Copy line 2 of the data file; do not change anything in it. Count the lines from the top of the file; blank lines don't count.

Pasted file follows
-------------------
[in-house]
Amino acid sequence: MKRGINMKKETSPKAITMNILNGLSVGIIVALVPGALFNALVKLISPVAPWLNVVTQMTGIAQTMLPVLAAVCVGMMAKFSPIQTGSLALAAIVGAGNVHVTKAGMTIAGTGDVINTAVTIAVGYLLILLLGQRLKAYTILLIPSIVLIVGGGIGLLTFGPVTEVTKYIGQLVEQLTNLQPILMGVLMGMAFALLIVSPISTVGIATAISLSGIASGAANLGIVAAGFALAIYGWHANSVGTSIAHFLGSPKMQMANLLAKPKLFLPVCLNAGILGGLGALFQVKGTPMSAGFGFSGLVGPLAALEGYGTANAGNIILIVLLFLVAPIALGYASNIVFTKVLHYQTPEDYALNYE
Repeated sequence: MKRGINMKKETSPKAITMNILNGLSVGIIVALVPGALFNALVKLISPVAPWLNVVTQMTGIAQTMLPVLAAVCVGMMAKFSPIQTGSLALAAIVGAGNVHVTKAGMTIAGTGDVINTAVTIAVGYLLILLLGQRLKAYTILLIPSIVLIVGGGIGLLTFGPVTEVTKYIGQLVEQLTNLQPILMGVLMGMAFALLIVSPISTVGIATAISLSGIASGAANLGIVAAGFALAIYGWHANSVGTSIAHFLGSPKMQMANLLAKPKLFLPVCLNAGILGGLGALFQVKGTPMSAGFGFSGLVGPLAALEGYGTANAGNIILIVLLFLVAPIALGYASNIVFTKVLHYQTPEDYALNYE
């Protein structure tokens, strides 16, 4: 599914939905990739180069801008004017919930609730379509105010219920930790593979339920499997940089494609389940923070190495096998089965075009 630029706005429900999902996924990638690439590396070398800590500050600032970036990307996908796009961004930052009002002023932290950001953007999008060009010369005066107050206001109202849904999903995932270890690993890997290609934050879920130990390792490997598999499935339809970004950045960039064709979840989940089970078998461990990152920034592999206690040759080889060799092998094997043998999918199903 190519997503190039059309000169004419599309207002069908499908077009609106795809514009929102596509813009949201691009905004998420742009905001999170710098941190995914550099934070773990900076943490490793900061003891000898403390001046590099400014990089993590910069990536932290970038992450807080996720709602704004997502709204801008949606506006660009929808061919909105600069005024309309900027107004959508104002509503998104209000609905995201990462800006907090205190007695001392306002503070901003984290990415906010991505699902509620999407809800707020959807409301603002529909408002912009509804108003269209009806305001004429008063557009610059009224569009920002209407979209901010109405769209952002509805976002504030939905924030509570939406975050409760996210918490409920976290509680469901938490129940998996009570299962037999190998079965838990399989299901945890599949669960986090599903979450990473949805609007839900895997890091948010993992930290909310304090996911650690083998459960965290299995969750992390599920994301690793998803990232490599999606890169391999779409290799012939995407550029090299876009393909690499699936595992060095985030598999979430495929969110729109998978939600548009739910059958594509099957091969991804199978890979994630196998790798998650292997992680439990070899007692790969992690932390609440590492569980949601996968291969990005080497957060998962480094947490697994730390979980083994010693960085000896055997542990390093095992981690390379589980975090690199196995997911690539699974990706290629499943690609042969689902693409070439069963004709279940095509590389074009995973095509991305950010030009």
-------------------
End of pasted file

Amino acid sequence: MKRGINMKKETSPKAITMNILNGLSVGIIVALVPGALFNALVKLISPVAPWLNVVTQMTGIAQTMLPVLAAVCVGMMAKFSPIQTGSLALAAIVGAGNVHVTKAGMTIAGTGDVINTAVTIAVGYLLILLLGQRLKAYTILLIPSIVLIVGGGIGLLTFGPVTEVTKYIGQLVEQLTNLQPILMGVLMGMAFALLIVSPISTVGIATAISLSGIASGAANLGIVAAGFALAIYGWHANSVGTSIAHFLGSPKMQMANLLAKPKLFLPVCLNAGILGGLGALFQVKGTPMSAGFGFSGLVGPLAALEGYGTANAGNIILIVLLFLVAPIALGYASNIVFTKVLHYQTPEDYALNYE